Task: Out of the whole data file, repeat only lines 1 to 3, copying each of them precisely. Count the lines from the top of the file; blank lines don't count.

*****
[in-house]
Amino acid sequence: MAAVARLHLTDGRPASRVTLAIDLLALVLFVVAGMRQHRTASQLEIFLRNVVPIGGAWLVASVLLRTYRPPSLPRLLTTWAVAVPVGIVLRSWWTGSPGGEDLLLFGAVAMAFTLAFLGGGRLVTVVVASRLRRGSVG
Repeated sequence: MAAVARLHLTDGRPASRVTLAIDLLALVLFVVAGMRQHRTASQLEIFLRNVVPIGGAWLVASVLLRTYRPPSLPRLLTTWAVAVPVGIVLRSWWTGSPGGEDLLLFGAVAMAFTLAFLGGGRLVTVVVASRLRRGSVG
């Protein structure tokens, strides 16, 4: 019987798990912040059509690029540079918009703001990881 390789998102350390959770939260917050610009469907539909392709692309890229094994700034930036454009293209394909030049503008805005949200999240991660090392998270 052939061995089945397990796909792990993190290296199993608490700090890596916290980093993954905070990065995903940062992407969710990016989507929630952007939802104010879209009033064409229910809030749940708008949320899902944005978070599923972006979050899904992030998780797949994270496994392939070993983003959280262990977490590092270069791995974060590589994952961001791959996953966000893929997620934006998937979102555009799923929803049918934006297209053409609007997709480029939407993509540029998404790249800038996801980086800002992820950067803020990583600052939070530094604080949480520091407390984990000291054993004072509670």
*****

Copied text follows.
[in-house]
Amino acid sequence: MAAVARLHLTDGRPASRVTLAIDLLALVLFVVAGMRQHRTASQLEIFLRNVVPIGGAWLVASVLLRTYRPPSLPRLLTTWAVAVPVGIVLRSWWTGSPGGEDLLLFGAVAMAFTLAFLGGGRLVTVVVASRLRRGSVG
Repeated sequence: MAAVARLHLTDGRPASRVTLAIDLLALVLFVVAGMRQHRTASQLEIFLRNVVPIGGAWLVASVLLRTYRPPSLPRLLTTWAVAVPVGIVLRSWWTGSPGGEDLLLFGAVAMAFTLAFLGGGRLVTVVVASRLRRGSVG